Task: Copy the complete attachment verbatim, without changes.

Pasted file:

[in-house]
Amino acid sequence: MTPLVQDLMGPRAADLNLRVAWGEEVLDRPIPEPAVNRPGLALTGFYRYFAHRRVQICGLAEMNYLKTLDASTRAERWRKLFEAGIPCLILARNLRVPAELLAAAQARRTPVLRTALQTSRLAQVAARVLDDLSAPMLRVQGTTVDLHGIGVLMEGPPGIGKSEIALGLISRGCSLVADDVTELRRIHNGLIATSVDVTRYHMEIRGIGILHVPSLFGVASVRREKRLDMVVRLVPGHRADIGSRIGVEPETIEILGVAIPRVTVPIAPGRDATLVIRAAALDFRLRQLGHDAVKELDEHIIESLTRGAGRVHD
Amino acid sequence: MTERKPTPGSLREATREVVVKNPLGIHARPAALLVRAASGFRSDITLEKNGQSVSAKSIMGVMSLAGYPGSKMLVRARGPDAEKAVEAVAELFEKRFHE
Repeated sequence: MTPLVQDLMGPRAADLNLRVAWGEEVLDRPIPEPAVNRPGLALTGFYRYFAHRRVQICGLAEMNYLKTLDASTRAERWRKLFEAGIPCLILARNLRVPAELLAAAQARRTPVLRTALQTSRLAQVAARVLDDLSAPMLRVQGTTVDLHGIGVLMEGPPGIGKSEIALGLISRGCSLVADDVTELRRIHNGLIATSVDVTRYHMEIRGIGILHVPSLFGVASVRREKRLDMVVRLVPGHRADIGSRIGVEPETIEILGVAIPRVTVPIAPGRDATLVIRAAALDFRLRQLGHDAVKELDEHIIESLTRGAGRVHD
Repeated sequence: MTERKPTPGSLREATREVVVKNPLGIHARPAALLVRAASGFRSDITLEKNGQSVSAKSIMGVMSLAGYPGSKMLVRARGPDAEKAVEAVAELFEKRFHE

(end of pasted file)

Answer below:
[in-house]
Amino acid sequence: MTPLVQDLMGPRAADLNLRVAWGEEVLDRPIPEPAVNRPGLALTGFYRYFAHRRVQICGLAEMNYLKTLDASTRAERWRKLFEAGIPCLILARNLRVPAELLAAAQARRTPVLRTALQTSRLAQVAARVLDDLSAPMLRVQGTTVDLHGIGVLMEGPPGIGKSEIALGLISRGCSLVADDVTELRRIHNGLIATSVDVTRYHMEIRGIGILHVPSLFGVASVRREKRLDMVVRLVPGHRADIGSRIGVEPETIEILGVAIPRVTVPIAPGRDATLVIRAAALDFRLRQLGHDAVKELDEHIIESLTRGAGRVHD
Amino acid sequence: MTERKPTPGSLREATREVVVKNPLGIHARPAALLVRAASGFRSDITLEKNGQSVSAKSIMGVMSLAGYPGSKMLVRARGPDAEKAVEAVAELFEKRFHE
Repeated sequence: MTPLVQDLMGPRAADLNLRVAWGEEVLDRPIPEPAVNRPGLALTGFYRYFAHRRVQICGLAEMNYLKTLDASTRAERWRKLFEAGIPCLILARNLRVPAELLAAAQARRTPVLRTALQTSRLAQVAARVLDDLSAPMLRVQGTTVDLHGIGVLMEGPPGIGKSEIALGLISRGCSLVADDVTELRRIHNGLIATSVDVTRYHMEIRGIGILHVPSLFGVASVRREKRLDMVVRLVPGHRADIGSRIGVEPETIEILGVAIPRVTVPIAPGRDATLVIRAAALDFRLRQLGHDAVKELDEHIIESLTRGAGRVHD
Repeated sequence: MTERKPTPGSLREATREVVVKNPLGIHARPAALLVRAASGFRSDITLEKNGQSVSAKSIMGVMSLAGYPGSKMLVRARGPDAEKAVEAVAELFEKRFHE